The value of data has increased enormously over the last couple of years. Many datasets contain valuable information that can, for example, be used to make forecasts. In this thesis, the dataset of a company in the self-storage industry is analyzed. The company offers customers
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The value of data has increased enormously over the last couple of years. Many datasets contain valuable information that can, for example, be used to make forecasts. In this thesis, the dataset of a company in the self-storage industry is analyzed. The company offers customers rental storage facilities, such as lockers, rooms, containers at several locations in the Netherlands. The rooms, also called units, are characterized by three features: location, volume, and floor. The dataset contains for each storage facility the entire renting history of each self-storage unit. For the company, it is of interest to understand and predict the demand of its customers, such that it can flexibly adjust the prices of the rooms and services based on demand. Beyond, forecasting users' demand for various types of products is a common and essential problem in many different domains (e.g., recommendation systems, transportation systems).

This thesis aims to predict the demand for the next week by applying white-box and black-box models. The problem is represented as a temporal weighted bipartite network prediction problem. Specifically, the goal is to predict the network structure at a time T+1 based on the bipartite network observed at time T-k+1, T-k+2, ..., T, where k is an integer and needs to be optimized such that the prediction error is minimized. By analyzing the data in its temporal dimension, using the autocorrelation and cross-correlation among different storage locations, floors and volumes, it was shown that the autocorrelation is high and the cross-correlation is low. This suggests that the temporal bipartite network is possibly predictable.

We have explored different state-of-the-art predictive techniques. Markov chain model, LSTM, and ConvLSTM have been selected because of their fundamental difference in the way they learn and predict. A performance comparison is given where the techniques have been applied on the storage data, and it shows that LSTM outperforms the Markov chain and ConvLSTM based on the following evaluation metrics: RMSE, MAE, and accuracy. According to our dataset, higher predictability was achieved when only the data of a single link was exploited. The Markov chain and the LSTM utilize the information of a single link to predict. On the contrary, the ConvLSTM utilizes the information of the entire network to predict. The low cross-correlation between the links explains why the LSTM outperforms the ConvLSTM. The ConvLSTM tries to capture spatio-temporal dependencies, while this, in general, does not contain much valuable predictive information. Thus, the model is introduced to more noise, making it harder to predict accurately. The LSTM also outperforms the Markov chain model, which is used as a baseline method. This proves that it is beneficial to use a complex deep learning model for this dataset to predict. However, the Markov chain performs comparable to the ConvLSTM, showing that a black-box model does not always outperform a white-box model. This emphasizes that the most suitable predictive algorithm depends on the statistical properties of the dataset.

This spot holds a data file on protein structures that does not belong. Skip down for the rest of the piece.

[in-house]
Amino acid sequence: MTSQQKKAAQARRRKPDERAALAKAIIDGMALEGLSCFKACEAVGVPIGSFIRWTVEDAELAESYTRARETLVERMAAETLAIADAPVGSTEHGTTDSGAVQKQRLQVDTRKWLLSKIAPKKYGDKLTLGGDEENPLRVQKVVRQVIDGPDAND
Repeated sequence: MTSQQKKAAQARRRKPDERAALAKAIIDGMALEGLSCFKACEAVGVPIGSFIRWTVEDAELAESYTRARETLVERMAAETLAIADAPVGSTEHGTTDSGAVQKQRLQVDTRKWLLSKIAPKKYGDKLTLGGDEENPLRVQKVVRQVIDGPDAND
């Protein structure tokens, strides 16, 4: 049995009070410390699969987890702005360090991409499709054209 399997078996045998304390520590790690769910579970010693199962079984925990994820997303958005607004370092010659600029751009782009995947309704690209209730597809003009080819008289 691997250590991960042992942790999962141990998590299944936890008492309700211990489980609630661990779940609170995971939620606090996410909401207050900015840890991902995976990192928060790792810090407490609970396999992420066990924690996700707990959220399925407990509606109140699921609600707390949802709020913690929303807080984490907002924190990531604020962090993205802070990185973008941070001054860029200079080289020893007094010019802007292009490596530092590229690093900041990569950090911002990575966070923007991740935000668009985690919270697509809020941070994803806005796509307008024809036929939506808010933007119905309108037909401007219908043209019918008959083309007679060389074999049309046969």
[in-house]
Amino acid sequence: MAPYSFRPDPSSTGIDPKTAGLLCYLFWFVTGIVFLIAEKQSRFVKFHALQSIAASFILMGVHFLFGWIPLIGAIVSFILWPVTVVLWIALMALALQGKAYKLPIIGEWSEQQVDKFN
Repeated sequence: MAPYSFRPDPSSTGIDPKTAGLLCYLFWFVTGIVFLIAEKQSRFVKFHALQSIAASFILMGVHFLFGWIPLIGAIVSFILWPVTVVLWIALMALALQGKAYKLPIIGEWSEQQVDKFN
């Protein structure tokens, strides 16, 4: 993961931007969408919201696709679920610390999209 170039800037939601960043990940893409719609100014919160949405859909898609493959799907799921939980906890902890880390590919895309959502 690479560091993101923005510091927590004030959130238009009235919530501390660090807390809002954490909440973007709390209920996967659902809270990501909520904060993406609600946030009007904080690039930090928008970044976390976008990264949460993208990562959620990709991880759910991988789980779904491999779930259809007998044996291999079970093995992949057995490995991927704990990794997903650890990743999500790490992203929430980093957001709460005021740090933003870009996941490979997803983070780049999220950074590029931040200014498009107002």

The theoretical upper bound of the predictability of the network is computed. It is the upper bound that can be used to compare the realized performance to the maximum achievable prediction performance for any predictive algorithm. The difference between the performance of the best performing algorithm to our dataset, LSTM, and the theoretical upper bound is still large, indicating that there is still room for improvement.